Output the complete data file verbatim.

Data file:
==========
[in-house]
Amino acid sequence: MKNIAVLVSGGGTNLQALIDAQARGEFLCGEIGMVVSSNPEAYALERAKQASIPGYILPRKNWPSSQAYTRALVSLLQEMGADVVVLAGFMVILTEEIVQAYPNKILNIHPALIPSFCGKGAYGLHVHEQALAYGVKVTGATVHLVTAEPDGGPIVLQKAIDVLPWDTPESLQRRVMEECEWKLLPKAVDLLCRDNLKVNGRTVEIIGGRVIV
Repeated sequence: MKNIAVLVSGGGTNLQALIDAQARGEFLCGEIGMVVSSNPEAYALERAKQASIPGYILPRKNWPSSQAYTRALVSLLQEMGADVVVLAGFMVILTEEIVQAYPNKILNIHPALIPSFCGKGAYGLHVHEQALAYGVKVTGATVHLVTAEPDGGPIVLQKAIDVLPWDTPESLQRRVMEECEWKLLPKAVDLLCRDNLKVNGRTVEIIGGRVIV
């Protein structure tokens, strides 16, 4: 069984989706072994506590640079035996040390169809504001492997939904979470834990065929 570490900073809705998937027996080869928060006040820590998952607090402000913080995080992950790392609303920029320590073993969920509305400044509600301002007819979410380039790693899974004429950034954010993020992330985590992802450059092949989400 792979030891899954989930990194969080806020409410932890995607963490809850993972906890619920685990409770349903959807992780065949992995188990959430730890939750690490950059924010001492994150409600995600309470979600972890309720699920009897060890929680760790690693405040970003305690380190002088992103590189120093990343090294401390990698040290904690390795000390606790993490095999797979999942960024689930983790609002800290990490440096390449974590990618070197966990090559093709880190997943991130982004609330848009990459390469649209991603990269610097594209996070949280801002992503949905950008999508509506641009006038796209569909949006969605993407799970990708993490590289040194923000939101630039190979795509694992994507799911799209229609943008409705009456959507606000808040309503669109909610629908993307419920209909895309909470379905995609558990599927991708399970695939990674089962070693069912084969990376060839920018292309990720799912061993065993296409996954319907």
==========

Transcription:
[in-house]
Amino acid sequence: MKNIAVLVSGGGTNLQALIDAQARGEFLCGEIGMVVSSNPEAYALERAKQASIPGYILPRKNWPSSQAYTRALVSLLQEMGADVVVLAGFMVILTEEIVQAYPNKILNIHPALIPSFCGKGAYGLHVHEQALAYGVKVTGATVHLVTAEPDGGPIVLQKAIDVLPWDTPESLQRRVMEECEWKLLPKAVDLLCRDNLKVNGRTVEIIGGRVIV
Repeated sequence: MKNIAVLVSGGGTNLQALIDAQARGEFLCGEIGMVVSSNPEAYALERAKQASIPGYILPRKNWPSSQAYTRALVSLLQEMGADVVVLAGFMVILTEEIVQAYPNKILNIHPALIPSFCGKGAYGLHVHEQALAYGVKVTGATVHLVTAEPDGGPIVLQKAIDVLPWDTPESLQRRVMEECEWKLLPKAVDLLCRDNLKVNGRTVEIIGGRVIV
């Protein structure tokens, strides 16, 4: 069984989706072994506590640079035996040390169809504001492997939904979470834990065929 570490900073809705998937027996080869928060006040820590998952607090402000913080995080992950790392609303920029320590073993969920509305400044509600301002007819979410380039790693899974004429950034954010993020992330985590992802450059092949989400 792979030891899954989930990194969080806020409410932890995607963490809850993972906890619920685990409770349903959807992780065949992995188990959430730890939750690490950059924010001492994150409600995600309470979600972890309720699920009897060890929680760790690693405040970003305690380190002088992103590189120093990343090294401390990698040290904690390795000390606790993490095999797979999942960024689930983790609002800290990490440096390449974590990618070197966990090559093709880190997943991130982004609330848009990459390469649209991603990269610097594209996070949280801002992503949905950008999508509506641009006038796209569909949006969605993407799970990708993490590289040194923000939101630039190979795509694992994507799911799209229609943008409705009456959507606000808040309503669109909610629908993307419920209909895309909470379905995609558990599927991708399970695939990674089962070693069912084969990376060839920018292309990720799912061993065993296409996954319907």